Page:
My article in this latest issue of Pyramid, The Broken Blade, presents an alternate framework for weapon breakage based more or less on looking at the HP of the weapon in question. In fact, the basis for the calculations I did was to (say) compare the HP of a sword (2-4 lbs of steel) to some figure of damage that would approximately 1.44 times that number if it were to risk breaking that sword.

1.44 times what? Well, that’s the cube root of 3, or the HP of an object that weighs three times that of the weapon.

Anyway, I wanted something that would take that “three times the weight of the parrying weapon” rule from the Basic Set, and make that something where it was related to the raw damage coming in. In melee combat, at least, an extra point of Strength is an extra point of swing damage, and a half-point of thrust. That settled the basic principle.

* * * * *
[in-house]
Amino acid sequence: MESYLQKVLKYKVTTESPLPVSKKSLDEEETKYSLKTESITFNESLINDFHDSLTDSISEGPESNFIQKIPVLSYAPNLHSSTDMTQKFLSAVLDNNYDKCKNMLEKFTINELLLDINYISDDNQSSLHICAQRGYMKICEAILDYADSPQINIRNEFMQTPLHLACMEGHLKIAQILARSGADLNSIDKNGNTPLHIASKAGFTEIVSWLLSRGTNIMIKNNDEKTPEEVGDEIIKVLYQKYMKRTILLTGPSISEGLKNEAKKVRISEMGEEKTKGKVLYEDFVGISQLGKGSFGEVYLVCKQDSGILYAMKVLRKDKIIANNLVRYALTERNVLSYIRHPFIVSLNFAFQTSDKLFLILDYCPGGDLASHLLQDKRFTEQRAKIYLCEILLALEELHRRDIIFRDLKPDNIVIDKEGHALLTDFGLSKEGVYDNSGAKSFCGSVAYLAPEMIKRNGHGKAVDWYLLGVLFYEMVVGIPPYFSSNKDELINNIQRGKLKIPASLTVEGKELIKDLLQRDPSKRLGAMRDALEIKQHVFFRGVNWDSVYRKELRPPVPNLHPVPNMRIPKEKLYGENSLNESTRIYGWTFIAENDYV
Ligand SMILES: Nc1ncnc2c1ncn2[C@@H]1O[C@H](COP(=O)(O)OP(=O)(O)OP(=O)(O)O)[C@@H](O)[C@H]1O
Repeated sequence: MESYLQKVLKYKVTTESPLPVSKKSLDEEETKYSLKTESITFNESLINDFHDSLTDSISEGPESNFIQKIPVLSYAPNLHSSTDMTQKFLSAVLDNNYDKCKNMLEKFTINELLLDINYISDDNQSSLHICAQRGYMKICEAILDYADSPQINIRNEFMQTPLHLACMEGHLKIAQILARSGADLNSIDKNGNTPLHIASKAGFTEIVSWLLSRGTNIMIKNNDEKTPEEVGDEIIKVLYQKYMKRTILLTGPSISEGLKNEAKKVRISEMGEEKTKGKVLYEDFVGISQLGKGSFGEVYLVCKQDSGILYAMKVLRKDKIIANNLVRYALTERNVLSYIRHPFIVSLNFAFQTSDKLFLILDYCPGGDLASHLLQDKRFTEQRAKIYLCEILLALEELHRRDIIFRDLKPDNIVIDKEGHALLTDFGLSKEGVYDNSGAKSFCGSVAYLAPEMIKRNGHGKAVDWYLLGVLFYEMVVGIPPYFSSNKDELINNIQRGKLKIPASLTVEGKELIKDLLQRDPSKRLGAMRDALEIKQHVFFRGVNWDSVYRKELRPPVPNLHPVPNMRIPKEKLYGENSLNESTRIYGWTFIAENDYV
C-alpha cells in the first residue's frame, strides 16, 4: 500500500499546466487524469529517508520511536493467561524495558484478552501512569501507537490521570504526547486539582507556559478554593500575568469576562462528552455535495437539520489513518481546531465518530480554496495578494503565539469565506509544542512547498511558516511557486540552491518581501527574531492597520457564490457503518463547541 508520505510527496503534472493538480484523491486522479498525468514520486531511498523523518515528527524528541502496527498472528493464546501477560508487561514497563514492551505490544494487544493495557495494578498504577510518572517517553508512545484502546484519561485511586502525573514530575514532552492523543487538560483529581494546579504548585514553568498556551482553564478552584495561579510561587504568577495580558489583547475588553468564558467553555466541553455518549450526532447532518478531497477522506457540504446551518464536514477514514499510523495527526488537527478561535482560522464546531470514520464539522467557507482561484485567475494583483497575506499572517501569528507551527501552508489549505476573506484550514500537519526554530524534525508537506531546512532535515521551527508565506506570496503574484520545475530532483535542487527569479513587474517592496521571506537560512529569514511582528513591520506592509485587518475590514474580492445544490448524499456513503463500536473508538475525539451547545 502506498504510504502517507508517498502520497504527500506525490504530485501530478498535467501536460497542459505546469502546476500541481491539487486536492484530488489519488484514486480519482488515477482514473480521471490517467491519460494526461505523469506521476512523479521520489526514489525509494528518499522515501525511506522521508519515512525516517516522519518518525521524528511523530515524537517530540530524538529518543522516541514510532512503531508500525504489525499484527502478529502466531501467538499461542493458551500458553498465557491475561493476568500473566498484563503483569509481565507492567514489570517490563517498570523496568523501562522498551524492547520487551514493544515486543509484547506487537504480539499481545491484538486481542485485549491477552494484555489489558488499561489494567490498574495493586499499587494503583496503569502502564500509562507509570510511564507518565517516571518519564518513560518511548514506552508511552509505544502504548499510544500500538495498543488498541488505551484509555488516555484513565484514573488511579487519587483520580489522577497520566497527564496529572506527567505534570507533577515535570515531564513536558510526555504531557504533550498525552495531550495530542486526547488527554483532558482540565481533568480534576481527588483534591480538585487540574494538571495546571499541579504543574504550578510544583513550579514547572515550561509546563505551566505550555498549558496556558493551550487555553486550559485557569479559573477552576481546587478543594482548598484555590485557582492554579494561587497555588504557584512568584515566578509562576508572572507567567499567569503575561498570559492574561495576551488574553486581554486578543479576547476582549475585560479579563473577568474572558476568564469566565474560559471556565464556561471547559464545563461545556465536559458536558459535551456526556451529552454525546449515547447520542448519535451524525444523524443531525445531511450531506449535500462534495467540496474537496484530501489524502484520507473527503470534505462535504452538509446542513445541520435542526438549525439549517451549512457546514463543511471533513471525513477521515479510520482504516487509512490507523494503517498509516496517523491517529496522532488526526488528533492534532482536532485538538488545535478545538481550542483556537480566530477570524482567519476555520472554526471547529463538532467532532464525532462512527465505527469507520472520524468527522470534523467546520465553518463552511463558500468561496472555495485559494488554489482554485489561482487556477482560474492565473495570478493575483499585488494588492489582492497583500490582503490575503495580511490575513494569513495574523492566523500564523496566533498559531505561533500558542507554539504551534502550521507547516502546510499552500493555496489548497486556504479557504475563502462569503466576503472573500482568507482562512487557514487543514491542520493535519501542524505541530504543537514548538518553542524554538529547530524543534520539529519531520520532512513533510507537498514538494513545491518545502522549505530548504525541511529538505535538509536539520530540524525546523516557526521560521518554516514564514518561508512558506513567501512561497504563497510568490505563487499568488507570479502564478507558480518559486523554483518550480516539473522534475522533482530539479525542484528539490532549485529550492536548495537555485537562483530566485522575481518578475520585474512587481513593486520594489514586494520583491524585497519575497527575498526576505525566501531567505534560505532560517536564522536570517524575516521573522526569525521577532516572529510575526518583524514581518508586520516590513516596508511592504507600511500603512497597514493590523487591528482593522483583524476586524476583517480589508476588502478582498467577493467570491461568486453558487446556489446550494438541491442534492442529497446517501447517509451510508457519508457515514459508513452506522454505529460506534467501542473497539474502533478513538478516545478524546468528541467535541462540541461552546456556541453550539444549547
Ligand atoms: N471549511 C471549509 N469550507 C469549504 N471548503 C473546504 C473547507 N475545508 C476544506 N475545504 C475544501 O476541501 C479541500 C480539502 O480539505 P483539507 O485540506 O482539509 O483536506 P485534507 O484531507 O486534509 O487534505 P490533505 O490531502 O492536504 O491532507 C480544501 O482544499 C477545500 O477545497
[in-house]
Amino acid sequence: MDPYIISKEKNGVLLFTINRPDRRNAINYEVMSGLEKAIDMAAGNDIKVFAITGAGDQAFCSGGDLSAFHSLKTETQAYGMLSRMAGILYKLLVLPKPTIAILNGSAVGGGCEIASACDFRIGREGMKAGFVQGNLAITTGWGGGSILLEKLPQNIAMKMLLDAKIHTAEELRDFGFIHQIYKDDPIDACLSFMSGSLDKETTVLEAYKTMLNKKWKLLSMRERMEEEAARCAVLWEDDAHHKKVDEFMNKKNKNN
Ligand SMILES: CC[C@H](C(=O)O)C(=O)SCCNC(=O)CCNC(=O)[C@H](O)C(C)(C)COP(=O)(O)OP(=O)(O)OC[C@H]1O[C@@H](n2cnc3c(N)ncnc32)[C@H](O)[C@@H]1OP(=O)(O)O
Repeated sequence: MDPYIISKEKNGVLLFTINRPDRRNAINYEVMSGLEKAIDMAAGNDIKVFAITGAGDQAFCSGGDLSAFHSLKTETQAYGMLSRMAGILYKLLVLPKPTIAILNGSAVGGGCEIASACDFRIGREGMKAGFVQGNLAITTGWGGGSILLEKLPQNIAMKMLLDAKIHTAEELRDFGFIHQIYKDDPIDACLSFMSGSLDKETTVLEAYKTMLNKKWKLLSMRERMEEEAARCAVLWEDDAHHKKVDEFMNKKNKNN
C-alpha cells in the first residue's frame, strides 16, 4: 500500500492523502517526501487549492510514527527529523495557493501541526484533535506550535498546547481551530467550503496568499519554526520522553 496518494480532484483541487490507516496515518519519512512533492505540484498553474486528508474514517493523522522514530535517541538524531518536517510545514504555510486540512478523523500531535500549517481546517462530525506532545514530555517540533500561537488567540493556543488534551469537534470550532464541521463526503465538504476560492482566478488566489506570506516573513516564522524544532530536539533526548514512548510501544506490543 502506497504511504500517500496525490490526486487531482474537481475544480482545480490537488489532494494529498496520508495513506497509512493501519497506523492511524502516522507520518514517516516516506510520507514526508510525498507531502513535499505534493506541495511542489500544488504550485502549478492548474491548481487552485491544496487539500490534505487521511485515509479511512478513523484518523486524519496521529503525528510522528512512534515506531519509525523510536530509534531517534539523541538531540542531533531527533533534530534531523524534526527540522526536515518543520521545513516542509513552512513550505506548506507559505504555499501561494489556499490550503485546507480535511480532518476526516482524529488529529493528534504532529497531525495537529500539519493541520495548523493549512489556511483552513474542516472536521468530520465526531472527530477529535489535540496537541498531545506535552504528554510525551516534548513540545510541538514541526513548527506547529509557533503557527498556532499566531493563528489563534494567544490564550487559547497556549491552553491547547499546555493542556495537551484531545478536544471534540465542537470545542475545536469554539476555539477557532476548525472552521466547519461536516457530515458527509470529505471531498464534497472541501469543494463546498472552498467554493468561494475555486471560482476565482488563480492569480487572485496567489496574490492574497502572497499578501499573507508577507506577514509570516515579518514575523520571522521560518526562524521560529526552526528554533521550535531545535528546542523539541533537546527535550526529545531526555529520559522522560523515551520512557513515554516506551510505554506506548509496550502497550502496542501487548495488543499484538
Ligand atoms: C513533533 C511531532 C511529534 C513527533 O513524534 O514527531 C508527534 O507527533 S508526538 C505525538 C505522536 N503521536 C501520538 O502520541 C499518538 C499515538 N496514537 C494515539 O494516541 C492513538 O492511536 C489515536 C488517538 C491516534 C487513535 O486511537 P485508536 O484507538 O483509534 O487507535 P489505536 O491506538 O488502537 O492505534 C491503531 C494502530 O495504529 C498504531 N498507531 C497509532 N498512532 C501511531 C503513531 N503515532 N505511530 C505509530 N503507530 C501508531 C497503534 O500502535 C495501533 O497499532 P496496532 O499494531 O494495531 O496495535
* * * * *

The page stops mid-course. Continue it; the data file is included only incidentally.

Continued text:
Let’s take the example of a 2.5-lb sword. As an unliving, homogeneous object, it should have 8 x cube root (2.5 lbs) in HP, which is about 11 HP. That’s also roughly the ST of the weapon, which is one of the reasons I wound up using it a a proxy for all that math. It worked out OK.

Anyway, some fiddling with actual results – what breaks, what doesn’t – got me to the values in question. ST on defense, about 1.5 x ST when attacking, though caveats may apply, etc., etc., read the article, etc.

I did want to take into account what happens when you bash your weapon into something hard. Originally, that was because the article started as The Cutting Edge, which was an attempt to put both wounding modifier and penetration modifier (armor divisor) on a sliding scale that corresponded with the Size and Speed Range Table.